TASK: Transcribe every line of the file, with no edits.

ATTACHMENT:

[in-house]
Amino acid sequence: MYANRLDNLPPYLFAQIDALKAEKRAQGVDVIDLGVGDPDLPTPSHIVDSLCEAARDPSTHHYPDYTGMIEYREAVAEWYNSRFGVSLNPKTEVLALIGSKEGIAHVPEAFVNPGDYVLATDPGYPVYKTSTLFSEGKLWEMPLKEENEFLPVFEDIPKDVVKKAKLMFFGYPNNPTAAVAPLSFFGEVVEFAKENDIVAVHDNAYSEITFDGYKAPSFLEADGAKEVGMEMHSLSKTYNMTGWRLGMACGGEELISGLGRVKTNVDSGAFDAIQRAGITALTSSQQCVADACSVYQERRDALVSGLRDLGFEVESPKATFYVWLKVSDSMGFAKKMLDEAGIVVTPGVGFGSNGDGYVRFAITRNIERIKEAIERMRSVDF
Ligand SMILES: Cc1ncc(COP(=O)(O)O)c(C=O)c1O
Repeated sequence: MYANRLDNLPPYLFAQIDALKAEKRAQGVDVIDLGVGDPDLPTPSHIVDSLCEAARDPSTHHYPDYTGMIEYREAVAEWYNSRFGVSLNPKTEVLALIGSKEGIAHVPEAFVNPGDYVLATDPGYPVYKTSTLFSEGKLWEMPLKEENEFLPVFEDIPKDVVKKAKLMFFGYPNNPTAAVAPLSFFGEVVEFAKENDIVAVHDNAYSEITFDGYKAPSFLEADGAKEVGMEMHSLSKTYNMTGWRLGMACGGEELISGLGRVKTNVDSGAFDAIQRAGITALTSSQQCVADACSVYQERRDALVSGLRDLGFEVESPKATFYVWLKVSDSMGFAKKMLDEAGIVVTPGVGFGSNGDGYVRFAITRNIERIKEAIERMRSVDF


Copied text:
[in-house]
Amino acid sequence: MYANRLDNLPPYLFAQIDALKAEKRAQGVDVIDLGVGDPDLPTPSHIVDSLCEAARDPSTHHYPDYTGMIEYREAVAEWYNSRFGVSLNPKTEVLALIGSKEGIAHVPEAFVNPGDYVLATDPGYPVYKTSTLFSEGKLWEMPLKEENEFLPVFEDIPKDVVKKAKLMFFGYPNNPTAAVAPLSFFGEVVEFAKENDIVAVHDNAYSEITFDGYKAPSFLEADGAKEVGMEMHSLSKTYNMTGWRLGMACGGEELISGLGRVKTNVDSGAFDAIQRAGITALTSSQQCVADACSVYQERRDALVSGLRDLGFEVESPKATFYVWLKVSDSMGFAKKMLDEAGIVVTPGVGFGSNGDGYVRFAITRNIERIKEAIERMRSVDF
Ligand SMILES: Cc1ncc(COP(=O)(O)O)c(C=O)c1O
Repeated sequence: MYANRLDNLPPYLFAQIDALKAEKRAQGVDVIDLGVGDPDLPTPSHIVDSLCEAARDPSTHHYPDYTGMIEYREAVAEWYNSRFGVSLNPKTEVLALIGSKEGIAHVPEAFVNPGDYVLATDPGYPVYKTSTLFSEGKLWEMPLKEENEFLPVFEDIPKDVVKKAKLMFFGYPNNPTAAVAPLSFFGEVVEFAKENDIVAVHDNAYSEITFDGYKAPSFLEADGAKEVGMEMHSLSKTYNMTGWRLGMACGGEELISGLGRVKTNVDSGAFDAIQRAGITALTSSQQCVADACSVYQERRDALVSGLRDLGFEVESPKATFYVWLKVSDSMGFAKKMLDEAGIVVTPGVGFGSNGDGYVRFAITRNIERIKEAIERMRSVDF